I go on the one counter example is enough to disprove something. While the example is extreme, I can imagine a psychopath torturing someone by making them rape another person or they would kill their child/wife/whatever. -- AnonymousDonor

Even if such a ridiculously unlikely situation were to come about, it would merely illustrate that there can be degrees of good and evil. It would not automatically become a GoodThing to commit the rape, but in that situation it might be less of a BadThing than the alternative. It would still, however, be a BadThing. -- MikeSmith

I don't think the slightly whimsical terms GoodThing/BadThing can be applied to the heavy moral arguments we're getting into. "Rape", "Blow up the world", "Torture" are all MorallyBad? (and therefore also satisfy the weaker criterion of being a BadThing). There is no such thing as "more/less" bad (or good) when it comes to MorallyBad? (or MorallyGood?). Trying to reason "well it's better to rape this woman than to allow the world to blow up..." is not a sound moral argument. This is a very important topic that deserves its own page. - Oryx3

(I'm also sorry to say that some of these arguments betray the typical male perspective that getting raped "isn't all that bad - certainly not as bad as getting killed". It would be instructive to get some female perspective on that - perhaps even a victim's perspective. The problem is that men generally feel that rape is something that could only happen to a woman, and therefore (some men) cannot empathize with the victim. Perhaps we should use an example men can relate to better: "Suppose an EvilDoer said 'cut off this man's penis or the entire world will be destroyed. Would you do it?" Does that change your perspective? -- Oryx3)

Of course I would do it, if I were sure that the EvilDoer had the capacity and will to do it. I think that even more important element is what you would do 'to save yourself'.

Isn't being less of a bad thing a good thing? (No, I'm afraid not.) These situations happen frequently enough that the approach cannot be dismissed. It's unlikely on a plane you would have to decide between crashing a plane and killing everyone versus letting the plane fly on to unknown fate. Yet it happened and people had to make the decision. -- AnonymousDonor

You keep using emergency situations as examples. Does your life consist of an uninterrupted string of catastrophes? Do you find yourself trapped on a plane about to crash, only to be kidnapped by a psychopath who coerces you into raping random women? Ethics are the guidelines for all of our actions, day in, day out. Emergencies are just that - isolated instances, to be dealt with the best that we can. The fact that one's ethics may be stressed in an emergency situation does not invalidate the concept of ethics - because the overwhelming majority of one's life is not an emergency situation. -- MikeSmith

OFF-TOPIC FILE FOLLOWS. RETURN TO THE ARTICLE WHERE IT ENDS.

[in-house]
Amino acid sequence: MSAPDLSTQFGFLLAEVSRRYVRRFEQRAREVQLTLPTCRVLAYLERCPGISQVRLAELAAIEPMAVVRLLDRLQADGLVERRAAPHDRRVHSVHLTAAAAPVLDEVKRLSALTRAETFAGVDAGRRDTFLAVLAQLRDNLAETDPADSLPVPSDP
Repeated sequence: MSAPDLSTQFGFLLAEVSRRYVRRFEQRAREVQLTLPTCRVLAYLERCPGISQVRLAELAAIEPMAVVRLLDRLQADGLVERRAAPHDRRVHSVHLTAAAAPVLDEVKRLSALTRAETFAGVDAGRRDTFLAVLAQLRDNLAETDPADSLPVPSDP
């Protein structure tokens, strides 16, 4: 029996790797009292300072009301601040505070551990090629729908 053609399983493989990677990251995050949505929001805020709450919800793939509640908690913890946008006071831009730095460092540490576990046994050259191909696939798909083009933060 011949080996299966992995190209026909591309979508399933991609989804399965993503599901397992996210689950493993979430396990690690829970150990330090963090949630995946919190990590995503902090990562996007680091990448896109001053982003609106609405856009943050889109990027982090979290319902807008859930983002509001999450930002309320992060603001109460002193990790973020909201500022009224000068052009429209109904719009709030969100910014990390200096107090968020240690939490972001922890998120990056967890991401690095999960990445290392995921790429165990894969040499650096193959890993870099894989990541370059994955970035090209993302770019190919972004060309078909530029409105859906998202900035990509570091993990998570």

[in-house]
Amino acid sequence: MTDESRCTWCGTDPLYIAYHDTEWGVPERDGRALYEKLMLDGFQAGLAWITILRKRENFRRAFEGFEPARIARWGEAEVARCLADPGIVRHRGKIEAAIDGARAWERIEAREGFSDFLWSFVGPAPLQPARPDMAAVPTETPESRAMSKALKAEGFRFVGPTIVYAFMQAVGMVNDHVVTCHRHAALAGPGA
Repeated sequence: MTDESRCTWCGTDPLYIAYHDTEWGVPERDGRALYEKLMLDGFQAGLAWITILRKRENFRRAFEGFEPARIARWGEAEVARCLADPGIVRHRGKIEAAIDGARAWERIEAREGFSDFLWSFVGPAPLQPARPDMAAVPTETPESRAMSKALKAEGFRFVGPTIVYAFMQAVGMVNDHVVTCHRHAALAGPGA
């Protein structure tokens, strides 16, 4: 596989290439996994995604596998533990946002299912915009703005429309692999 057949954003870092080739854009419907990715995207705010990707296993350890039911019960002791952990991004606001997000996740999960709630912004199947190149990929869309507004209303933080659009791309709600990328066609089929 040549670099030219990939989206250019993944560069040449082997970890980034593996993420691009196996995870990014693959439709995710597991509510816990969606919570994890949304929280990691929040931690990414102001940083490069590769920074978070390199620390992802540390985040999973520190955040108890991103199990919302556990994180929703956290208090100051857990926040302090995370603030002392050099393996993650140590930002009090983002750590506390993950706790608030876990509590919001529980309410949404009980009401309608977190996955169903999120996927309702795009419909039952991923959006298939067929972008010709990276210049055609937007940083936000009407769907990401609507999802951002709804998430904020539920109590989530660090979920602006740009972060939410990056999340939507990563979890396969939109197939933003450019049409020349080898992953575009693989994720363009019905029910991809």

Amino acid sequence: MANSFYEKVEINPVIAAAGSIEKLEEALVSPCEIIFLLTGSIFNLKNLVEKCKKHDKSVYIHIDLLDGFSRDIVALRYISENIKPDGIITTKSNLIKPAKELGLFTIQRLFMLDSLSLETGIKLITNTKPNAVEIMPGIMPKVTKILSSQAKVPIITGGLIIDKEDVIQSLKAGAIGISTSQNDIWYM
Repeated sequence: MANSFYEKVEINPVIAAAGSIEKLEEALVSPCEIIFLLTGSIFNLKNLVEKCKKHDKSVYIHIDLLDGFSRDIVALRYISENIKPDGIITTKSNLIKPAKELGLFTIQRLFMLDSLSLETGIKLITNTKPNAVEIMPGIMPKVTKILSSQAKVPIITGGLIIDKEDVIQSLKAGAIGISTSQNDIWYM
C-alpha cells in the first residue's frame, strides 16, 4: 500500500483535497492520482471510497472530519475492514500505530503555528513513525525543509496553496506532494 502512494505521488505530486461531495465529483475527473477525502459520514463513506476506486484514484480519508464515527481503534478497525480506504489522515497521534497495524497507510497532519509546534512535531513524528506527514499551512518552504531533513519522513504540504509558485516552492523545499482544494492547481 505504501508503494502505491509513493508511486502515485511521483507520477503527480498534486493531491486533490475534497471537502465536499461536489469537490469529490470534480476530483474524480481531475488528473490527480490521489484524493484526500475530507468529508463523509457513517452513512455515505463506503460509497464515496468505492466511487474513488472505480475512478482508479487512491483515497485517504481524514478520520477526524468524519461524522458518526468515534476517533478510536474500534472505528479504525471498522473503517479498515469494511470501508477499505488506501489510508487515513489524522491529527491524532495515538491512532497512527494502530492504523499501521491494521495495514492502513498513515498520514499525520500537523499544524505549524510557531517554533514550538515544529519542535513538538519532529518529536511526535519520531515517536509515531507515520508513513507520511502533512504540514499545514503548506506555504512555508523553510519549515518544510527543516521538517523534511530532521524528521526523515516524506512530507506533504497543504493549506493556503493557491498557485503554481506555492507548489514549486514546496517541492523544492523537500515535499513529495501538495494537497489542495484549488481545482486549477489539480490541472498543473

There's usually not much debate about the middle cases. It's kind of like a normal form curve. It's only at the edges do you really test the base principles. I'm not challenging the concept of ethics at all. But like any system an ethical system must be applied to all situations to see the result. It's of interest why things break down at the edges and what people do there. Quantum mechanics is only useful when you get to the edges, but it does provide a deeper understanding even though Newtonian physics works for a majority of one's life. -- AnonymousDonor

Actually there is quite a lot of disagreement and debate. For example in the US if an adult has sex with a 17-year-old with consent in the US it is "statutory rape" whereas in the UK it is legal. In some countries it is not possible to rape a marriage partner (I think Ireland, and it used to be the case in the UK a decade ago). There are large grey areas, such as when a care worker has sex with a mentally retarded patient who consented, under what circumstances would this be rape?

We are talking about morality and ethics. Not the law. There's a difference ;-)

Agreed, but in most cases the law reflects the country�s ethics. For example most people in the UK are reasonably happy with the "age of consent" being 16, whereas I assume that most people in the USA are happy with it being 18. Many people in the UK find the fact that the age of consent is 12 in some Scandinavian countries repulsive, whereas I assume that those countries are happy with their laws.